canada3. The Big Three – World’s No. 5 Oil Producer. The combined oil output from America’s “Big Three” super-giant shale oil fields (Bakken, Eagle Ford, Permian) surpassed Canada’s crude oil production last September for the first time ever, and has exceeded Canada’s output in each of the last seven months through March of 2014 (most recent month for international oil production statistics from the EIA). As a separate oil-producing nation, those three oil fields in March, with a combined production 3.83 million bpd, would have been the fifth largest crude oil producer in the world, behind only Russia (10M bpd), Saudi Arabia (9.7M bpd), US (8M bpd) and China (4.1M bpd).

rigshares4. Horizontal Drilling: “A Real Marvel of Engineering.” The process of hydraulic fracturing has a long history dating back to the 1940s, and by itself wasn’t revolutionary or responsible for the shale oil boom. The truly revolutionary oil extraction technology that led to America’s shale revolution was horizontal drilling in combination with hydraulic fracturing. David Blackmon explains here in one of his excellent Forbes articles — “Horizontal Drilling: A Technological Marvel Ignored“:

The truth is that, of the two technologies, horizontal drilling is the real marvel of engineering and scientific innovation. While impressive in its own right, the main innovations in “fracking” in recent years have been beefing up the generating horsepower to accommodate horizontal wells rather than vertical ones.

Think about what this advancement has meant just in terms of access to the resources:  When drilling into a hydrocarbon bearing formation 100 feet thick, vertical drilling would allow an operator to contact 100 feet of rock, which would limit your potential recovery to whatever oil or gas would flow into that length of pipe.

Horizontal drilling now allows these same operators to drill and set pipe for a mile or more horizontally through this same rock formation.  You are now contacting and “fracking” 5,200 feet of rock rather than 100 feet, which multiplies expected well recovery rates many times over.

The chart above displays rig count data from Baker-Hughes and shows the increased share of horizontal drilling that was largely responsible for the dramatic increases in US shale oil production that started around 2008. From less than a 10% share a decade ago, horizontal drilling now accounts for more than two-thirds of US oil rigs today.  Without the “technological marvel” of horizontal drilling, we would have never seen the dramatic increases in US oil production over the last six years, and the chart above helps to explain why the shale oil boom started in about 2008 – that’s when horizontal drilling started revolutionizing US oil production.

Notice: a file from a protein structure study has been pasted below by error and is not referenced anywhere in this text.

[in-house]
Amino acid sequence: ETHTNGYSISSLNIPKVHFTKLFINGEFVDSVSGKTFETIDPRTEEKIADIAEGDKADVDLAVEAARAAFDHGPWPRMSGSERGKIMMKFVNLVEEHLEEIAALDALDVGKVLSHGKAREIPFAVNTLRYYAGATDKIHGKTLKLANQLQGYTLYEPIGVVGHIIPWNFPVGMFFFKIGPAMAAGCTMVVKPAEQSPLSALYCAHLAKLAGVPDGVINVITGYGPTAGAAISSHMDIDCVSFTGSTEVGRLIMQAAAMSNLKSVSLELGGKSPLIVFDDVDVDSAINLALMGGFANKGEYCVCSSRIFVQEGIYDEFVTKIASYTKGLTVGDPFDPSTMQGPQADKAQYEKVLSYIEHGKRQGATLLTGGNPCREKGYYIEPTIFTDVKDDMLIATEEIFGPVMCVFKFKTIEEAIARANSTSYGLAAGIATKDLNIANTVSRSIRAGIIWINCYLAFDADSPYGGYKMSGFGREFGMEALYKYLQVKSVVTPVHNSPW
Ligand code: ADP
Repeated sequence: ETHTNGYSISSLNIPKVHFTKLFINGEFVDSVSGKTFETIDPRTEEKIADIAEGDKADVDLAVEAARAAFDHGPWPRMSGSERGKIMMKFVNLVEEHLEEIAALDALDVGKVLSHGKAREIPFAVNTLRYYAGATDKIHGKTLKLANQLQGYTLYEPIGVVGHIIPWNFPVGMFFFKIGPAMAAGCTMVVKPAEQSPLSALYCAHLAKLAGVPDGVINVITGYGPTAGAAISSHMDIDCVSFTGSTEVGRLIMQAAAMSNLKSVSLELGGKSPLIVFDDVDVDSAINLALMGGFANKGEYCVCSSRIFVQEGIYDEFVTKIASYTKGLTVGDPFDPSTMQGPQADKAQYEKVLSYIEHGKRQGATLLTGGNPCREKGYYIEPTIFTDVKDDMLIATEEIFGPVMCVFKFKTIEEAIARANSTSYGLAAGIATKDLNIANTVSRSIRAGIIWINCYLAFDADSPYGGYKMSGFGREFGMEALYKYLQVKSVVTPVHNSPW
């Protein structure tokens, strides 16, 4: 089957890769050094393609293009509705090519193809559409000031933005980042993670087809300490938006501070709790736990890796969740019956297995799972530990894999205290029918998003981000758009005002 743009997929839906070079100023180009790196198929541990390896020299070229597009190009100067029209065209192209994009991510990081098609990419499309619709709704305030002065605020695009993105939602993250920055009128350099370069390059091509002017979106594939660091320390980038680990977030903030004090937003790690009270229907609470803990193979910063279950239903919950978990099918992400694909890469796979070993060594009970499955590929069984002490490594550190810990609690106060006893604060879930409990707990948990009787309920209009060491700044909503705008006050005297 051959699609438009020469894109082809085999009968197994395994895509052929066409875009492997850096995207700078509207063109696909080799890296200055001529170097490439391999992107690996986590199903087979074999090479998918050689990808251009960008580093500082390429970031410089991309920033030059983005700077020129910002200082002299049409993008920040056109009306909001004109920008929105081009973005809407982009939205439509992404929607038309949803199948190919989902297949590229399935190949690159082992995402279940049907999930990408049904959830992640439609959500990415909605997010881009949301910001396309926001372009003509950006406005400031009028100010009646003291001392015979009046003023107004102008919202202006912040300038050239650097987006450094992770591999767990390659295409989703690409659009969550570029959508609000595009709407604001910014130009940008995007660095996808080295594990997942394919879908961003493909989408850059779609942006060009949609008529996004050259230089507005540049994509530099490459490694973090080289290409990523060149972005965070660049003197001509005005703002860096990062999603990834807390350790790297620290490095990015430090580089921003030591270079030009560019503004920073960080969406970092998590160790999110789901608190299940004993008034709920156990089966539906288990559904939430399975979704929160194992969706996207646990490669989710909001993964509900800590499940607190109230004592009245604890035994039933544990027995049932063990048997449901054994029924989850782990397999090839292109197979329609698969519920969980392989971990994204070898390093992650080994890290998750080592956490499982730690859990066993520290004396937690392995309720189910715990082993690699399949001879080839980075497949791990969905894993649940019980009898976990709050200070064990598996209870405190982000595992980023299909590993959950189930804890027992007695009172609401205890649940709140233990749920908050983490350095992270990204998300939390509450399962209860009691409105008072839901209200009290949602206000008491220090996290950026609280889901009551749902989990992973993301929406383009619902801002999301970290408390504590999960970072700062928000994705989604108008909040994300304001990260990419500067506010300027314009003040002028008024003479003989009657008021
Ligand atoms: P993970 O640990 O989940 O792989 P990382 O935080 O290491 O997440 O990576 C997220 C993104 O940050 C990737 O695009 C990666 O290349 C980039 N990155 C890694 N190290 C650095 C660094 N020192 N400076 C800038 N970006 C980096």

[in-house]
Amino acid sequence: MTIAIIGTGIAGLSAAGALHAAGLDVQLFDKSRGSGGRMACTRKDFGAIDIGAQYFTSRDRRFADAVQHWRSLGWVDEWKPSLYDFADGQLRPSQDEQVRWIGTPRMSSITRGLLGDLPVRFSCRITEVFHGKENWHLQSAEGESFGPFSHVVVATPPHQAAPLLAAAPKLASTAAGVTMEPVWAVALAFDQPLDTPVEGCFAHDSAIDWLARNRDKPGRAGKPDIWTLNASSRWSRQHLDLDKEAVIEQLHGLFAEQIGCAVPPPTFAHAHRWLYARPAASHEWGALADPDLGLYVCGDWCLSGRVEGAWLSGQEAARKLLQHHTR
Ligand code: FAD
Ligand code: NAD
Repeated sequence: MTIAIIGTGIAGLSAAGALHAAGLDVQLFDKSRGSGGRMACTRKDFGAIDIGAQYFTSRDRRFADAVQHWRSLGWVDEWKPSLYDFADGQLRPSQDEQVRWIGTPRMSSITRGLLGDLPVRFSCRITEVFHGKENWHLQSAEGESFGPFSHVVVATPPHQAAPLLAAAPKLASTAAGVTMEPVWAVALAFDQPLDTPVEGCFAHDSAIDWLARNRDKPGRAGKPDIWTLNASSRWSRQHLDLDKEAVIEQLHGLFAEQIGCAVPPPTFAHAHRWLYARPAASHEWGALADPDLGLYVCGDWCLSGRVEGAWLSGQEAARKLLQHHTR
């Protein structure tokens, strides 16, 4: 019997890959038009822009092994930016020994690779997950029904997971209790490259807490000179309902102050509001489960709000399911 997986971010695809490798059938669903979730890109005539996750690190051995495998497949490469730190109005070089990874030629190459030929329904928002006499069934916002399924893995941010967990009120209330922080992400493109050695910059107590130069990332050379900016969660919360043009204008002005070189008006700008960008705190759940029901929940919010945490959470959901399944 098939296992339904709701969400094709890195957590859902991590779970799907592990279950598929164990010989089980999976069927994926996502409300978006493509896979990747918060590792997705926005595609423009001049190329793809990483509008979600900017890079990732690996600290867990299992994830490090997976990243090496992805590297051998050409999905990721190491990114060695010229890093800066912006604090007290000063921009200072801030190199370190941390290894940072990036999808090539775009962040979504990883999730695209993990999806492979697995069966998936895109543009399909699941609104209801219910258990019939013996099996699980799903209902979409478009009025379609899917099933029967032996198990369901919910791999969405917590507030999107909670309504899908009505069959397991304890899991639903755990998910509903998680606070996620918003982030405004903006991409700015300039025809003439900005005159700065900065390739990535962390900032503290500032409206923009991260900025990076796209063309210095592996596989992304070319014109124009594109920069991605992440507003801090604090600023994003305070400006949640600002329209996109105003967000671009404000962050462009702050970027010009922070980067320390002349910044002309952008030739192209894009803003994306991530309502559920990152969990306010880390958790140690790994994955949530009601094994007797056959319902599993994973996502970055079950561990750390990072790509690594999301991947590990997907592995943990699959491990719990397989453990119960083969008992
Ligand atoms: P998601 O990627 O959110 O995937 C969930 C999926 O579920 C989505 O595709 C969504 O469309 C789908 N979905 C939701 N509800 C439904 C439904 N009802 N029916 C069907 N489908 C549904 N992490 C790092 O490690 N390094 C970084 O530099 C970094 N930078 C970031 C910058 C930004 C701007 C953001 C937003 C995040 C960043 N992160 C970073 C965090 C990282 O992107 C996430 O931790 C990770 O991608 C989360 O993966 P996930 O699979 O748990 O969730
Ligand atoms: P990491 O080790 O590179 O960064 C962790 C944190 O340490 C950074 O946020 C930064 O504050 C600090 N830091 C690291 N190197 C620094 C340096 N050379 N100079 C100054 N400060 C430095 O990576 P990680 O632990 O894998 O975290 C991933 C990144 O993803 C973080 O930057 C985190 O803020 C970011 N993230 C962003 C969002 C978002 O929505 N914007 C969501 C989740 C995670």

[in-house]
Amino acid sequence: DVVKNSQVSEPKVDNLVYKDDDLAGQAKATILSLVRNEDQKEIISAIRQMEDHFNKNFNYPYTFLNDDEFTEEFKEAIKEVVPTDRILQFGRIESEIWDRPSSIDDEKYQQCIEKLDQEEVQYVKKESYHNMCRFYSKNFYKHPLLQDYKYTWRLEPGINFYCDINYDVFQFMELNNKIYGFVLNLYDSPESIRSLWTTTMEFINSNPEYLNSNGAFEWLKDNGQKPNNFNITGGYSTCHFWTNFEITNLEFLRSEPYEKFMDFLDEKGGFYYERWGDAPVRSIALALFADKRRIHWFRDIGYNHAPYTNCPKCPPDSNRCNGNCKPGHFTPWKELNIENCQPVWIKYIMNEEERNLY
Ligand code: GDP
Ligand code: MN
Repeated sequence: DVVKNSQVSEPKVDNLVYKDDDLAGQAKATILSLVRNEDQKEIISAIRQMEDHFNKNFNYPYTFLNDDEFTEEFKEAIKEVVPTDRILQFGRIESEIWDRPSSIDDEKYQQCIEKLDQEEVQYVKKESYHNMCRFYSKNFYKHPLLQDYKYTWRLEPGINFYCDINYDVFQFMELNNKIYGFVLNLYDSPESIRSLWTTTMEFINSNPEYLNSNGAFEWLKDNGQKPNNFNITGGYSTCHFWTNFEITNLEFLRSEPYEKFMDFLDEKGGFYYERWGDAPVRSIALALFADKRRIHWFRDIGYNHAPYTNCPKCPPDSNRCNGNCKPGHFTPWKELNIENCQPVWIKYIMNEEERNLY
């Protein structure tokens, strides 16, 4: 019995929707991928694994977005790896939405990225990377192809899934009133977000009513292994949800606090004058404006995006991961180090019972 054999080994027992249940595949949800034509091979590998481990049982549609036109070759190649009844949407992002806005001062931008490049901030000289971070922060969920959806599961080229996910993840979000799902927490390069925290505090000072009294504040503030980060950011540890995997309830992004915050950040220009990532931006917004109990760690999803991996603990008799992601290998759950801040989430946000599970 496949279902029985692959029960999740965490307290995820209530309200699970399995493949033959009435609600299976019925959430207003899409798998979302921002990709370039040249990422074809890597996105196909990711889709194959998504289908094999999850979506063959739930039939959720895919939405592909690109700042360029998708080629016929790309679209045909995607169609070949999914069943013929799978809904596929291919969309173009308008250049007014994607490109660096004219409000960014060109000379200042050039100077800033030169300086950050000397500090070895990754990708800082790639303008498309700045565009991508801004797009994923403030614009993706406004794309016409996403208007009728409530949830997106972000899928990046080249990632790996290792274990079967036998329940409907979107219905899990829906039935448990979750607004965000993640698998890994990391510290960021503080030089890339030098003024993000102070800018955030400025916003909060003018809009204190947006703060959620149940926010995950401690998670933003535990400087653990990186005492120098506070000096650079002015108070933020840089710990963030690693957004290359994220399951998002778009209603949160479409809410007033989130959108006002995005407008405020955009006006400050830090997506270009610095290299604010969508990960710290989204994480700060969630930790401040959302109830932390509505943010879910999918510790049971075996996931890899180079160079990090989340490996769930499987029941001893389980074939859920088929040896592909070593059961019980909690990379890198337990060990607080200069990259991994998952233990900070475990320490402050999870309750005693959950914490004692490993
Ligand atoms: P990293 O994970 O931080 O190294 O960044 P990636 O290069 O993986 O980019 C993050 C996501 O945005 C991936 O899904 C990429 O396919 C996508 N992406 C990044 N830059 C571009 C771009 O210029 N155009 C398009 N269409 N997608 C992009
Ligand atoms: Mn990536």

Texas5. Active Drilling Rigs in Texas. Via oilfield services company Baker Hughes, the map above shows all of the current 898 “active drilling rigs” in Texas (blue triangles are oil rigs and red circles are gas drilling rigs), and helps to graphically highlight the shale oil booms in the Permian Basin area of West Texas, and the Eagle Ford Shale boom in the South-Central area of Texas. According to Baker Hughes, “active rigs” are those on location and drilling or ‘turning to the right’. A rig is active from the moment the well is initially “spudded” (when a oil drilling bit penetrates the surface) until it reaches its final “target depth.”
NorthDakota6. Active Drilling Rigs in North Dakota. Here’s another Baker Hughes drilling rig count map,showing the current drilling activity in the Bakken area of western North Dakota (172 active rigs), which is responsible for pushing the state’s oil production above one million barrels per day in recent months.

Carpe Diem

Who-d a-thunk it? UK study finds that people who claim to worry about climate change use more, not less electricity?

algoreThe UK Telegraph is reporting today that:

People who claim to worry about climate change use more electricity than those who do not, a Government study has found. Those who say they are concerned about the prospect of climate change consume more energy than those who say it is “too far into the future to worry about,” the study commissioned by the Department for Energy and Climate Change found.

Peter Lilley, a Conservative member of the Commons Energy and Climate Change committee, said: “The survey exposes the hypocrisy of many who claim to be ‘green’: the greater the concern people express about global warming the less they do to reduce their energy usage.”

That story reminded me of a 2010 CD post titled “When It Comes to His Own Energy Usage/Carbon Footprint, Al ‘Bigfoot’ Gore Uses 19x U.S. Average,” here’s the full text of that post:

From Al Gore’s article “We Can’t Wish Away Climate Change” in the NY Times (February 27, 2010):

It would be an enormous relief if the recent attacks on the science of global warming actually indicated that we do not face an unimaginable calamity requiring large-scale, preventive measures to protect human civilization as we know it.

Of course, we would still need to deal with the national security risks of our growing dependence on a global oil market dominated by dwindling reserves in the most unstable region of the world, and the economic risks of sending hundreds of billions of dollars a year overseas in return for that oil. And we would still trail China in the race to develop smart grids, fast trains, solar power, wind, geothermal and other renewable sources of energy — the most important sources of new jobs in the 21st century.